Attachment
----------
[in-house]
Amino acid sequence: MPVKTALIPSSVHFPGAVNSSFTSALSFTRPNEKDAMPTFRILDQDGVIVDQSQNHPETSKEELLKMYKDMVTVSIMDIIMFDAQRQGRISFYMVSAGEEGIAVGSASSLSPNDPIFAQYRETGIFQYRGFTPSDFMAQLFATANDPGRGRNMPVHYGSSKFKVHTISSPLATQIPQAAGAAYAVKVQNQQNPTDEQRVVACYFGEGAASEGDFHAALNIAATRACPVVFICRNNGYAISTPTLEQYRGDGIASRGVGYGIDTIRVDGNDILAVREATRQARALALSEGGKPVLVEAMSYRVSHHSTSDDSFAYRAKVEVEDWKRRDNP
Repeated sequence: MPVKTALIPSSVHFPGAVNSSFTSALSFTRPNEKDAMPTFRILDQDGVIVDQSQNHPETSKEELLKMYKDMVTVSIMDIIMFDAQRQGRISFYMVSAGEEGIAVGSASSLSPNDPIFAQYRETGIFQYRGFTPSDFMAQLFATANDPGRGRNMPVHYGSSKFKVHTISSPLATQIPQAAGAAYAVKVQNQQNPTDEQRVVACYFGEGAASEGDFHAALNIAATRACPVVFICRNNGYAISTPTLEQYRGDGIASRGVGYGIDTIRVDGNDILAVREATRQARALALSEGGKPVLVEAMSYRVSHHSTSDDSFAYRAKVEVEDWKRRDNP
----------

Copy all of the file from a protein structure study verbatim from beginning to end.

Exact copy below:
[in-house]
Amino acid sequence: MPVKTALIPSSVHFPGAVNSSFTSALSFTRPNEKDAMPTFRILDQDGVIVDQSQNHPETSKEELLKMYKDMVTVSIMDIIMFDAQRQGRISFYMVSAGEEGIAVGSASSLSPNDPIFAQYRETGIFQYRGFTPSDFMAQLFATANDPGRGRNMPVHYGSSKFKVHTISSPLATQIPQAAGAAYAVKVQNQQNPTDEQRVVACYFGEGAASEGDFHAALNIAATRACPVVFICRNNGYAISTPTLEQYRGDGIASRGVGYGIDTIRVDGNDILAVREATRQARALALSEGGKPVLVEAMSYRVSHHSTSDDSFAYRAKVEVEDWKRRDNP
Repeated sequence: MPVKTALIPSSVHFPGAVNSSFTSALSFTRPNEKDAMPTFRILDQDGVIVDQSQNHPETSKEELLKMYKDMVTVSIMDIIMFDAQRQGRISFYMVSAGEEGIAVGSASSLSPNDPIFAQYRETGIFQYRGFTPSDFMAQLFATANDPGRGRNMPVHYGSSKFKVHTISSPLATQIPQAAGAAYAVKVQNQQNPTDEQRVVACYFGEGAASEGDFHAALNIAATRACPVVFICRNNGYAISTPTLEQYRGDGIASRGVGYGIDTIRVDGNDILAVREATRQARALALSEGGKPVLVEAMSYRVSHHSTSDDSFAYRAKVEVEDWKRRDNP